For many families, their biggest value item is their family home. The Texas homestead exemption is unlimited in dollar amount, but limited in size (10 acres in urban areas or 100-200 acres in rural areas). It applies to the real property you have used as your primary residence (along with improvements on that property) for at least 1,215 days (just over 3 years). If you moved more recently, you will need to use the federal exemption, which is limited by amount.

The list of possible valuable personal property is almost limitless, but common types of assets include:

  • Vehicles
  • Collections
  • Recreational vehicles (boats, campers, RVs, motorcycles, etc.)
  • Jewelry
  • Firearms
  • Musical instruments

Work with your bankruptcy attorney to determine and document the value of these items if you plan to apply your bankruptcy exemption to them.

Setting the Balances of Bank Accounts, Retirement Accounts, and Pensions

In addition to your physical assets, you will also need to disclose your monetary assets, even if they are exempt from liquidation. Plan to provide your attorney 6 months of past bank statements for each account in your name, as well as statements for any:

  • Pension accounts
  • 401(k) or 403(b) employer-provided retirement accounts
  • Health savings accounts
  • IRAs
  • Annuities
  • Trust distributions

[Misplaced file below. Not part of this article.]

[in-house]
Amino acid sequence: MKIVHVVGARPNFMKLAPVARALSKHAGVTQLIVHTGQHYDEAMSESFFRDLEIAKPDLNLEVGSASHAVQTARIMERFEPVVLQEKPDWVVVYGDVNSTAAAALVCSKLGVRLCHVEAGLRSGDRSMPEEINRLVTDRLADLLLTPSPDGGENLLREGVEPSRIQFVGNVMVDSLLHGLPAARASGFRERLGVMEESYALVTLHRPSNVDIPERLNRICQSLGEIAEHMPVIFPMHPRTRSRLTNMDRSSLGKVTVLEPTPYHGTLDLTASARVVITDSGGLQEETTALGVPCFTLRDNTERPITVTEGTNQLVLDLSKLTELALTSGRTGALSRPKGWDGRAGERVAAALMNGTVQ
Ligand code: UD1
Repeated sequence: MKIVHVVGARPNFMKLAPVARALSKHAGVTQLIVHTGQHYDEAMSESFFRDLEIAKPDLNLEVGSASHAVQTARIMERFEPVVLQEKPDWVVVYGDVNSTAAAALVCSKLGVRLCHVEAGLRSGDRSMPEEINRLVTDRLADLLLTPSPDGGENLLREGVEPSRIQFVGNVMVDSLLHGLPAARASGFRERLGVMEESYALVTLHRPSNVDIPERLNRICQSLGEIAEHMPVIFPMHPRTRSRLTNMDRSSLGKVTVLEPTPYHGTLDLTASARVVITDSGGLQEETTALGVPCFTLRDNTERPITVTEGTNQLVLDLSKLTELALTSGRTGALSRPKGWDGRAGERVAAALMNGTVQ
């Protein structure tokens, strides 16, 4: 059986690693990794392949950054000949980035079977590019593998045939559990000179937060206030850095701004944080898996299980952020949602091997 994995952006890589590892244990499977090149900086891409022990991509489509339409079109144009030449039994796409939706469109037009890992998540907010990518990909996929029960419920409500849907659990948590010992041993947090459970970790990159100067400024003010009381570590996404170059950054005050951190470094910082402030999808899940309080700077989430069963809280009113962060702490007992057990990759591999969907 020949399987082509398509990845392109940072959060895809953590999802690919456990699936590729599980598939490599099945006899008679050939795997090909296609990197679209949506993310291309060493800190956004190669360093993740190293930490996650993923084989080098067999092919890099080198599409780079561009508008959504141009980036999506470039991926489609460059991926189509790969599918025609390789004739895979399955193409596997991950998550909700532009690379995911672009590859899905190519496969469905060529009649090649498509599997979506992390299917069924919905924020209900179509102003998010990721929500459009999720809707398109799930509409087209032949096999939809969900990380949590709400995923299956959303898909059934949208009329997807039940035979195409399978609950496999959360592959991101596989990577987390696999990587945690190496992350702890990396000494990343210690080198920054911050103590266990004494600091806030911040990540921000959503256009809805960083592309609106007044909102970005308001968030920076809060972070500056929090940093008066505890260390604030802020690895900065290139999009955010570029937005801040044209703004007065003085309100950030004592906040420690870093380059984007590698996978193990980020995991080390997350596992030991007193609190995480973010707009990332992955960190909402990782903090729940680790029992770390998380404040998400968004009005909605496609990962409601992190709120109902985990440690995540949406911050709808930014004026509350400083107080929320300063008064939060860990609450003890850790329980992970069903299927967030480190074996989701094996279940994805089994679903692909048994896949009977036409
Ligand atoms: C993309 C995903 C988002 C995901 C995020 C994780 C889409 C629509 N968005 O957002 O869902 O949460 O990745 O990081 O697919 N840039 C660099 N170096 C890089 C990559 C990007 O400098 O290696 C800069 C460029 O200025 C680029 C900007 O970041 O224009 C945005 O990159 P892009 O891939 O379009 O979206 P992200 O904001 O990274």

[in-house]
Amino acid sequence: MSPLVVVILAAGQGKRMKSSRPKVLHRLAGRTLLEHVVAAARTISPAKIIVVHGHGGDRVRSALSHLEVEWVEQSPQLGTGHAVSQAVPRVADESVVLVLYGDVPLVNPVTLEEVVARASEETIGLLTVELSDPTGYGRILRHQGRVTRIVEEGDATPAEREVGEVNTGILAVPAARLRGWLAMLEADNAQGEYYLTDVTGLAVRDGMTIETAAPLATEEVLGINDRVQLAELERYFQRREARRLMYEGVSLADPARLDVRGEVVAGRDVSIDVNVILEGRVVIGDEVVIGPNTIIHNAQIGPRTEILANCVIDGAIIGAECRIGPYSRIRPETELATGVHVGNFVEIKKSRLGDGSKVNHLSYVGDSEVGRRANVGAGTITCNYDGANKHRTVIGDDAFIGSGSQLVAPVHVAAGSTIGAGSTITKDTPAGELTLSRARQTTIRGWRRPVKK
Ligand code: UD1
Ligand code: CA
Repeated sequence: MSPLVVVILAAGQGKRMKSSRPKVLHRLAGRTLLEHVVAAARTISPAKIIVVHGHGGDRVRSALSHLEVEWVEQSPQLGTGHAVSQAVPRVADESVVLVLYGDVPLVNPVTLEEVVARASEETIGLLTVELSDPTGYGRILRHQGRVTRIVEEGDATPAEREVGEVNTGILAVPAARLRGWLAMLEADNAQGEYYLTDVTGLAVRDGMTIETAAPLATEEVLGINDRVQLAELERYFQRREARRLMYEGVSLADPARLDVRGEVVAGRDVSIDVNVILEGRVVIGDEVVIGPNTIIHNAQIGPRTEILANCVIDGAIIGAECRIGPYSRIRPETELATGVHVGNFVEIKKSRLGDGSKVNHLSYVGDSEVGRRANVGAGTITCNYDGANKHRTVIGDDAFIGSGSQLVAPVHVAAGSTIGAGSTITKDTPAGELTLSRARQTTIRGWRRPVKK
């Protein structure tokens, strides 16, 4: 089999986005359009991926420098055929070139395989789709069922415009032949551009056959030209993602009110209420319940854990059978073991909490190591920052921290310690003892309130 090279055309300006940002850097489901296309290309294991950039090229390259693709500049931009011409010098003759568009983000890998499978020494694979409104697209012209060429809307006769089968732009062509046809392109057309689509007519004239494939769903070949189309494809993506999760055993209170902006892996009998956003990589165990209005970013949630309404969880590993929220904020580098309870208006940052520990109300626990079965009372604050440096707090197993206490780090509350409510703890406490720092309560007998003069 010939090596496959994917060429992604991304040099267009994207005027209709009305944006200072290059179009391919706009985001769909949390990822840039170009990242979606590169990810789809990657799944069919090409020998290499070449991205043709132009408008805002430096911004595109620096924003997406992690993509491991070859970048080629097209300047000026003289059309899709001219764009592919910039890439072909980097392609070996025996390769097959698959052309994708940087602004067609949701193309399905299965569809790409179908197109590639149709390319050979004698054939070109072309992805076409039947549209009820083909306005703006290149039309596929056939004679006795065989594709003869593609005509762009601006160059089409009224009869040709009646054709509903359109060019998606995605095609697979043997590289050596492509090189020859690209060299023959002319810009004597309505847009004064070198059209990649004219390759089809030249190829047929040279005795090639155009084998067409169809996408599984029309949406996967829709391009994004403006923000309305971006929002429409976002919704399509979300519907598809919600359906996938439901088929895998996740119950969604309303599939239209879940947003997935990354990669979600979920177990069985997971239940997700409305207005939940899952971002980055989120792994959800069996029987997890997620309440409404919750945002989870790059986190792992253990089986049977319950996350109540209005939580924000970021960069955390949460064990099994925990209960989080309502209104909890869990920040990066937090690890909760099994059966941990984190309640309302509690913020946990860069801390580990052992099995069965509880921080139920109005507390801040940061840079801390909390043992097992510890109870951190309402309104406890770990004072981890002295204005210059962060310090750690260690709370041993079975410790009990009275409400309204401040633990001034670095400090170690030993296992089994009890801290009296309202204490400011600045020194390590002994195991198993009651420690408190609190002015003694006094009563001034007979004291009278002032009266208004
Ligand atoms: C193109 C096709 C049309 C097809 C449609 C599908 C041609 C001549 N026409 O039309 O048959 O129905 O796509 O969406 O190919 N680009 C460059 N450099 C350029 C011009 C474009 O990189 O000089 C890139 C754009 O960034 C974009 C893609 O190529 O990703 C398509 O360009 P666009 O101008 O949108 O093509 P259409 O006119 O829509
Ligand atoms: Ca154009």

• Virtual financial accounts like PayPal, Venmo, or Cash App
  • Cryptocurrencies

What About the Debts?

Debts are the reason you are filing bankruptcy in the first place. Before you head to the attorney’s office, take some time to gather all the statements you received in the past month or quarter (don’t forget to check your email for electronic statements). You may want to use a bank statement as a checklist to gather invoices for all regular payments made out of that account. (i.e. utility payments and credit card bills, rather than groceries or gas). Be sure to include:

  • Utility payments (especially those with unpaid balances)
  • Auto loans or leases
  • Medical debt
  • Student loans
  • Mortgages or home equity loans
  • Credit card accounts
  • Personal loans
  • Short-term loans or cash advances

Whenever possible, use the most recent statement for each account, including all interest and penalties associated with the balance. It is important to include every creditor you owe money to. After the petition for bankruptcy is filed, these creditors will receive a notice of bankruptcy that will put a hold on collections efforts. Also, only disclosed debts can be discharged.

Don’t be ashamed of showing your bankruptcy attorney what you owe. Instead, think of your initial meeting with your bankruptcy lawyer as a chance to put the piles of bills behind you and start fresh. The more you bring to that meeting, the less you will carry away after the bankruptcy is over.

I’m Attorney Patrick T. Williams and I have been helping Houston-area residents put together their bankruptcy documents for over 20 years. I want to help you create a complete picture of your financial situation, and advocate for you before the bankruptcy trustee to protect your assets and get you relief from your debts. Please call me or fill out an online consultation form to get started.

Categories: Bankruptcy